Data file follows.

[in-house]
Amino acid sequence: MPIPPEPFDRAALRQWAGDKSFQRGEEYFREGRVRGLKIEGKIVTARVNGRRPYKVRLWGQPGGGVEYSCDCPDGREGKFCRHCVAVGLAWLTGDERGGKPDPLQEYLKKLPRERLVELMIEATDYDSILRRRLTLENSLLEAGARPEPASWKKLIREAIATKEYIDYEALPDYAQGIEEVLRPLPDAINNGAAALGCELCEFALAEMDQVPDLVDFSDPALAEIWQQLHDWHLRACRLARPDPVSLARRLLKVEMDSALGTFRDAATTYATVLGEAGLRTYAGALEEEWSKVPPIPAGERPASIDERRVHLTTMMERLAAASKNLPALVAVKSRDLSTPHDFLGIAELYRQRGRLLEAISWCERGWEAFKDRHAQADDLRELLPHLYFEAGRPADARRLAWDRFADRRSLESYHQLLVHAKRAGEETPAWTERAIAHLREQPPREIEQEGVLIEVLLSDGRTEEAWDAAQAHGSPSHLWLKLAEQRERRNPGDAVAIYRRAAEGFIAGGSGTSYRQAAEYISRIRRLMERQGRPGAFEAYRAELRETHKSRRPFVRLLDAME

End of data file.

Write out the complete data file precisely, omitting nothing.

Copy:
[in-house]
Amino acid sequence: MPIPPEPFDRAALRQWAGDKSFQRGEEYFREGRVRGLKIEGKIVTARVNGRRPYKVRLWGQPGGGVEYSCDCPDGREGKFCRHCVAVGLAWLTGDERGGKPDPLQEYLKKLPRERLVELMIEATDYDSILRRRLTLENSLLEAGARPEPASWKKLIREAIATKEYIDYEALPDYAQGIEEVLRPLPDAINNGAAALGCELCEFALAEMDQVPDLVDFSDPALAEIWQQLHDWHLRACRLARPDPVSLARRLLKVEMDSALGTFRDAATTYATVLGEAGLRTYAGALEEEWSKVPPIPAGERPASIDERRVHLTTMMERLAAASKNLPALVAVKSRDLSTPHDFLGIAELYRQRGRLLEAISWCERGWEAFKDRHAQADDLRELLPHLYFEAGRPADARRLAWDRFADRRSLESYHQLLVHAKRAGEETPAWTERAIAHLREQPPREIEQEGVLIEVLLSDGRTEEAWDAAQAHGSPSHLWLKLAEQRERRNPGDAVAIYRRAAEGFIAGGSGTSYRQAAEYISRIRRLMERQGRPGAFEAYRAELRETHKSRRPFVRLLDAME